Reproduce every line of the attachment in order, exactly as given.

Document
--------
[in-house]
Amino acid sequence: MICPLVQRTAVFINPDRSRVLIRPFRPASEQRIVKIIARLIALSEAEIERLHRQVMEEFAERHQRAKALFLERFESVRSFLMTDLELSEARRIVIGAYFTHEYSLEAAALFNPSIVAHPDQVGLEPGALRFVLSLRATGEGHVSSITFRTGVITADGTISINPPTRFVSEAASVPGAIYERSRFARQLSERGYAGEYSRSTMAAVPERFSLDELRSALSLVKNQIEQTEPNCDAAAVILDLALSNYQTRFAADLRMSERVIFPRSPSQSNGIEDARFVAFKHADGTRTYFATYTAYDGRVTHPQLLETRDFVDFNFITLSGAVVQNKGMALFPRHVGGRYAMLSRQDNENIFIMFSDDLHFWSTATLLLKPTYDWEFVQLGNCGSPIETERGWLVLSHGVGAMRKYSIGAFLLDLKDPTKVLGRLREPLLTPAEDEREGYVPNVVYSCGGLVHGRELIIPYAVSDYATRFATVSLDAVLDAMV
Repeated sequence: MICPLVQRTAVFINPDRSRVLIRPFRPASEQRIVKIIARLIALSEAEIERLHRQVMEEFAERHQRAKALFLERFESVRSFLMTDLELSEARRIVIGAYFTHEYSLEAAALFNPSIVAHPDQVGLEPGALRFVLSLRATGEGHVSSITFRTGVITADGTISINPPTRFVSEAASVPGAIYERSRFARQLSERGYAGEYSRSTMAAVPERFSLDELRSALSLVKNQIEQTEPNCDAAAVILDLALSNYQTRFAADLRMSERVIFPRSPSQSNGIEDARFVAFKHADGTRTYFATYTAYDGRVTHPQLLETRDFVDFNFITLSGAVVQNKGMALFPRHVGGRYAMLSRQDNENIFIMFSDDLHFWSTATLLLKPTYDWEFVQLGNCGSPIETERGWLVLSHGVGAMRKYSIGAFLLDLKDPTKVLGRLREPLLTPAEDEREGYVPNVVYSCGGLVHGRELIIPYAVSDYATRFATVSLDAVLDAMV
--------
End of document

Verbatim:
[in-house]
Amino acid sequence: MICPLVQRTAVFINPDRSRVLIRPFRPASEQRIVKIIARLIALSEAEIERLHRQVMEEFAERHQRAKALFLERFESVRSFLMTDLELSEARRIVIGAYFTHEYSLEAAALFNPSIVAHPDQVGLEPGALRFVLSLRATGEGHVSSITFRTGVITADGTISINPPTRFVSEAASVPGAIYERSRFARQLSERGYAGEYSRSTMAAVPERFSLDELRSALSLVKNQIEQTEPNCDAAAVILDLALSNYQTRFAADLRMSERVIFPRSPSQSNGIEDARFVAFKHADGTRTYFATYTAYDGRVTHPQLLETRDFVDFNFITLSGAVVQNKGMALFPRHVGGRYAMLSRQDNENIFIMFSDDLHFWSTATLLLKPTYDWEFVQLGNCGSPIETERGWLVLSHGVGAMRKYSIGAFLLDLKDPTKVLGRLREPLLTPAEDEREGYVPNVVYSCGGLVHGRELIIPYAVSDYATRFATVSLDAVLDAMV
Repeated sequence: MICPLVQRTAVFINPDRSRVLIRPFRPASEQRIVKIIARLIALSEAEIERLHRQVMEEFAERHQRAKALFLERFESVRSFLMTDLELSEARRIVIGAYFTHEYSLEAAALFNPSIVAHPDQVGLEPGALRFVLSLRATGEGHVSSITFRTGVITADGTISINPPTRFVSEAASVPGAIYERSRFARQLSERGYAGEYSRSTMAAVPERFSLDELRSALSLVKNQIEQTEPNCDAAAVILDLALSNYQTRFAADLRMSERVIFPRSPSQSNGIEDARFVAFKHADGTRTYFATYTAYDGRVTHPQLLETRDFVDFNFITLSGAVVQNKGMALFPRHVGGRYAMLSRQDNENIFIMFSDDLHFWSTATLLLKPTYDWEFVQLGNCGSPIETERGWLVLSHGVGAMRKYSIGAFLLDLKDPTKVLGRLREPLLTPAEDEREGYVPNVVYSCGGLVHGRELIIPYAVSDYATRFATVSLDAVLDAMV